Last week, a cousin of mine who is also a dear reader of this blog gifted me a book “The Absorbent Mind“, written by Maria Montessori. For most of you, this internationally renowned book needs no introduction. Others (like me) who can only relate the author’s last name to one of the most popular methods of child education, you and I guessed it right – the book describes the author’s in-depth work on early educational theory based on decades of scientific observation of children.
I haven’t read the entire book yet. The Absorbent Mind isn’t meant for an one-time speed read. A decent amount of the reader’s quality time is expected to be invested on a daily basis in order to reap the benefits and establish a deeper connection with the author’s ideologies.
Almost in all the chapters I have binge-read until now, Montessori stresses on the importance of granting independence to the children. Her major discoveries are related to a normal child’s development in the first six years of life.
Baby D has turned 1.5 years old today (God bless!). To mark the same in my sanctum, I will allude to Montessori’s noteworthy research-based discoveries concerned with toddlerhood, most of which are related to gross motor skills.
★ One and a half years is when the preparation of the upper and the lower limbs coincides.
★ 1.5 – 2 years of age is an epoch of development in which special care must be taken not to destroy the tendencies of life.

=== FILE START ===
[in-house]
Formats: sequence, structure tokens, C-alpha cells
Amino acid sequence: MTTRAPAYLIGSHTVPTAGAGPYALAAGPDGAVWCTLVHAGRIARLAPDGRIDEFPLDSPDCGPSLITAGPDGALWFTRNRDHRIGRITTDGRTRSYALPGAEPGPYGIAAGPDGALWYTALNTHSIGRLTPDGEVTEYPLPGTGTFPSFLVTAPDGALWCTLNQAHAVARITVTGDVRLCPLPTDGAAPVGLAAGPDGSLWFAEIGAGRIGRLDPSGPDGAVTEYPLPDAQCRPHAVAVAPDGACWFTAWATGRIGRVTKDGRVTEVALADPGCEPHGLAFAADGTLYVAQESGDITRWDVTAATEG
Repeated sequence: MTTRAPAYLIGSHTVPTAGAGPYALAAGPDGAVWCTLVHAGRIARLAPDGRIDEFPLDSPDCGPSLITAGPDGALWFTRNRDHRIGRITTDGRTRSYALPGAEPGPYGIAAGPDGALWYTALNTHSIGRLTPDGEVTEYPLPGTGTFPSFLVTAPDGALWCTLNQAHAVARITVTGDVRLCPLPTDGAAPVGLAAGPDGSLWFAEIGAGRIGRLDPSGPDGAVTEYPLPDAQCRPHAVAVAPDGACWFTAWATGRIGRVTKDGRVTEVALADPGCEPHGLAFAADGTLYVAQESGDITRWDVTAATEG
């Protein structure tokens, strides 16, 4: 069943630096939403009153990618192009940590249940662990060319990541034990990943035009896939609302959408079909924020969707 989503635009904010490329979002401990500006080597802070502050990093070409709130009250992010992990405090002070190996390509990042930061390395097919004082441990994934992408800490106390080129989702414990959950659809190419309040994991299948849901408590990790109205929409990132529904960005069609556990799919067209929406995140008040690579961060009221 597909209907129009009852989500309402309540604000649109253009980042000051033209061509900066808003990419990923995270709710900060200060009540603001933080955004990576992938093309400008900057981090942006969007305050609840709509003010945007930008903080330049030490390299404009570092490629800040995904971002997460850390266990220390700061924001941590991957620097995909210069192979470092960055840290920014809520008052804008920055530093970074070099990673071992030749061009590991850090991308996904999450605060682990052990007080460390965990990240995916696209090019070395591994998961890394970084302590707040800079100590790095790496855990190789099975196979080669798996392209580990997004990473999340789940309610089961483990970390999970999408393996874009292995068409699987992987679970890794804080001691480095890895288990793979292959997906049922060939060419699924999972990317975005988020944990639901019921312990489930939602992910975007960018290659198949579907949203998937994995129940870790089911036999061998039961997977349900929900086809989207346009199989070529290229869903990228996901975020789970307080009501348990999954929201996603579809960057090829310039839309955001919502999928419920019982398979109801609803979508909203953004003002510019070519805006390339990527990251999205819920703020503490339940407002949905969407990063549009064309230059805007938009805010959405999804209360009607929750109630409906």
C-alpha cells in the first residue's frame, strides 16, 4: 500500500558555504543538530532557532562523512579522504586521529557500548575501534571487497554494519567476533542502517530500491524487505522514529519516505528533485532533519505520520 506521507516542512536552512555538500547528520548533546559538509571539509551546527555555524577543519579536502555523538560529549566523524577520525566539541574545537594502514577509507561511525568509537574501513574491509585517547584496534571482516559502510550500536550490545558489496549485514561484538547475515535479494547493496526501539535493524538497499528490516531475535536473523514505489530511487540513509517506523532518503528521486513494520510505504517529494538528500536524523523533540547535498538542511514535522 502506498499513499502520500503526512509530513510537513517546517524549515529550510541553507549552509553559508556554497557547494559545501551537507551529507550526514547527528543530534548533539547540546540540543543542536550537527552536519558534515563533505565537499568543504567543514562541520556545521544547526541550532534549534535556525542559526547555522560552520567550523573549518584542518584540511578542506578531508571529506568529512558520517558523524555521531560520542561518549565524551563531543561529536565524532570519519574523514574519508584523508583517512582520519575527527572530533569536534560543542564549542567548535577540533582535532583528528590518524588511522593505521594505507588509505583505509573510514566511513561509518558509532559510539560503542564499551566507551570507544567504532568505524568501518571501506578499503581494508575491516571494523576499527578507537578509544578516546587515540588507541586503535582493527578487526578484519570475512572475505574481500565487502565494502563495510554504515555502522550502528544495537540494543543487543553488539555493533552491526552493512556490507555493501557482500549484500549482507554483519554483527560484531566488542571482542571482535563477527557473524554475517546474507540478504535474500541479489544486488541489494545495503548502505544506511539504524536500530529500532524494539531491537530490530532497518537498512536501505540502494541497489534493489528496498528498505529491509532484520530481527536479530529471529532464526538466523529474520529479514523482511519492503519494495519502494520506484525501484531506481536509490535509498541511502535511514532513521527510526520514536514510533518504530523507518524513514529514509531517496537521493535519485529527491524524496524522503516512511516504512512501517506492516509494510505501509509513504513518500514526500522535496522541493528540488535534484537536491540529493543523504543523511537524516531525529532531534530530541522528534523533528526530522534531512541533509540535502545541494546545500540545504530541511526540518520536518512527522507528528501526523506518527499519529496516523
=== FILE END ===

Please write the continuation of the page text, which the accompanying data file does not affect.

★ If one observes a child of this age, one sees that there are certain activities that the child sets out to do. To us they may seem absurd, but that does not matter. He must carry them out completely. There is a vital urge to carry out certain things and if the cycle of this urge is broken, the result is deviation and lack of purpose.
“Never help a child with a task at which he feels he can succeed.”
★ In other words, do not sympathise or offer help when the child is in the middle of their own chosen cycle of activity. This seemingly tiny distraction could become a great repression of this age. The deviations of many ‘difficult’ children are traced back to this interrupted cycle in their childhood.
★ We must not make the child follow us, we must follow the child. Let the child walk and explore this world. We need to just supervise their actions but not change their track. This subtle act of offering independence could have a great impact in their character formation in adulthood.
★ The child at this age has his own laws of growth. We must not impose ourselves on him.
★ If independence is there, the child progresses very rapidly. If it is not there, the progress is very slow.
★The child who is capable of walking alone must walk by himself because all development is strengthened by exercise and all acquisition confirmed by the same.
“He can’t walk, we carry him; he can’t work, we do it for him; on the threshold of life we give him an inferiority complex.”
Being a toddler mom myself, I am positively overwhelmed by “The Absorbent Mind” for its unfailing guidance on parental self-improvement. The book celebrates the rawness of childhood; throughout the chapters I have gone through, the author insists upon studying the unexplored behavior of babies and young children in order to aptly facilitate (and not manipulate) their characterization. Though some of the above mentioned ideologies aren’t unfamiliar to me, the entirety of Montessori’s observation is a definite eye-opener to my ongoing tapestry of parenting.
I dedicate this article to all the contemporary toddler moms who, after reading this post feel, “Got it. I’ll do better hereafter.”
Click here to gain more insight on “The Absorbent Mind”